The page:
Smith is listed as "critic at large" for National Review, and is the theater critic for The New Criterion. He's an entertaining writer, and his theater criticism always sounds intelligent and plausible to me, though I have not seen and never will see any of the productions he reviews. But I certainly won't take what he says about music very seriously from now on.

He really hates OK Computer, and goes on for several hundred words explaining in detail how much he hates it, and why. Fair enough; it's not to everyone's taste. But his opening premise ought to make the reader wary of trusting his opinion. I'll include a link to it, though it may be available only to subscribers: "Against Suicide Rock." 

I think the album is getting this attention because this year is its 25th anniversary, which I will say quickly and predictably is hard to believe, time flies, etc. Another NR writer, Jack Butler, published a completely different view of it a few weeks ago: "A Pig In A Cage On Antibiotics"; you wouldn't know from that title that it's wildly enthusiastic.

All this caused me to listen to the album again for the first time at least since I stopped commuting to work six years ago. I think I only heard it back in its day because one of my then-teenaged children had it. In fact I think the CD I have may have been borrowed or inherited from her. And as far as I can remember I never heard it anywhere but in my car, and had never actually sat and listened to it at home on good equipment. Now I have, and while I liked it before I didn't quite get why so many people think it's a great work. Now I do. I'm not widely knowledgeable about the pop music of the last few decades, but I'm pretty sure this is one of the outstanding albums of the time.

It is indeed, as Smith complains and Butler enthuses, a fragmented, seemingly disorganized work.  In that respect it made me think of "The Waste Land," though in saying so I don't mean that I think it's on the same artistic level. But as a piece of popular music, including not only composition and performance but arrangement and recording, it is brilliant, deserving to be compared with other landmarks in the genre. I thought specifically of Dark Side of the Moon: you might say this is a Dark Side for a more anxious, uneasy, disoriented, technologically oppressive time. And Dark Side was not exactly cheerful or comforting.

The songs are not so much songs in the usual sense as complex compositions for voice and instruments. I doubt there have been many covers of any of them. And I doubt that any but the most zealous and gifted teenage guitarists sit around trying to play them. The music is worlds away from the bluesy foundations of most rock. Plaintive melodies are embedded in, or give way suddenly to, instrumental work going off in sometimes very different directions. Rhythms shift and jerk. Lyrics are sparse and fragmented, though not so much so that they fail to do useful work. It's all very complex and carefully assembled, or at any rate it really does sound assembled, not at all spontaneous.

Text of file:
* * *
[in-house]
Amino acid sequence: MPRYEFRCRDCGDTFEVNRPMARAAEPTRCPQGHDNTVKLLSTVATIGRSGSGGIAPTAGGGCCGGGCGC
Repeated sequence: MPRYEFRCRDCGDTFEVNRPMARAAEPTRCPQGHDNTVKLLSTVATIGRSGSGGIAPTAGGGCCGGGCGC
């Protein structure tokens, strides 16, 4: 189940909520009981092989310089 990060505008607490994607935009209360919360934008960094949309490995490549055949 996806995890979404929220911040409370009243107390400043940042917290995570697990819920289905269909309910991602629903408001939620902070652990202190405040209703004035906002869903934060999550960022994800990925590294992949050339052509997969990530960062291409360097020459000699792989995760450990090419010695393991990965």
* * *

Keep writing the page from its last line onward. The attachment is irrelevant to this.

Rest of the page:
My only small reservation about the album is that it sags a bit toward the end. Something more than halfway through there's a very weird little interlude in which a synthetic voice recites a string of self-help counsels: "Fitter, happier, more productive...." The voice, if I remember correctly, is that of the text-to-speech reader of the then-current Macintosh. It always sounded somewhere between ludicrous and disconcerting and it's a perfect touch here. This leads into a sequence of three songs that end with the sweetest moment of the album, "No Surprises," which to my taste would be the perfect closer. But there are two more songs which, though they're excellent on their own, seem to me in context a bit of a falling-off. 

In case you haven't heard the album, here's a taste--the first song, "Airbag":

And thank you to Kyle Smith, who caused me to hear it in its full glory.


Julee Cruise, RIP

I first heard her on Peter Schickele's radio program, Schickele Mix. I'll guess the year was about 1991. It was a wonderfully eclectic hour of music and talk about music and I sometimes recorded it to cassette.

One night he played this song. As far as I recall he didn't say anything by way of introduction beyond the singer's name. I had never heard of her. I had never seen Twin Peaks and knew little about David Lynch beyond the fact that he was the director of a movie called Blue Velvet which I had stopped watching part way through because I found it too disturbing. I can only describe my reaction to the song as some weird combination of mesmerized and electrified. And touched by a deep sadness. I kept the tape of that program for a long time, mainly for this song.

This was before the web, and I had no way of learning more about the artist or the music. Of course I had no idea that I would eventually become a big fan of Twin Peaks and some of Lynch's other work. I don't know how much time went by before I got the album, Floating Into the Night, but it was before I ever saw Twin Peaks. That had to wait for Netflix. I liked the album as much as I liked the one song. 

Here's what I wrote about the album in the 52 Albums series. I don't see anything there that I would disagree with now, five years later.

Julee Cruise died within the past day or two. According to this obituary in The Guardian, she had lupus. And the comment from her husband--"she left this realm on her own terms"--makes it sound like she might have taken her own life rather than wait for the disease to take it. I would not judge harshly anyone who takes that step under those conditions, but I hope it's not true. 

Here's the song which was the foundation of the Twin Peaks soundtrack. Of the Twin Peaks sound.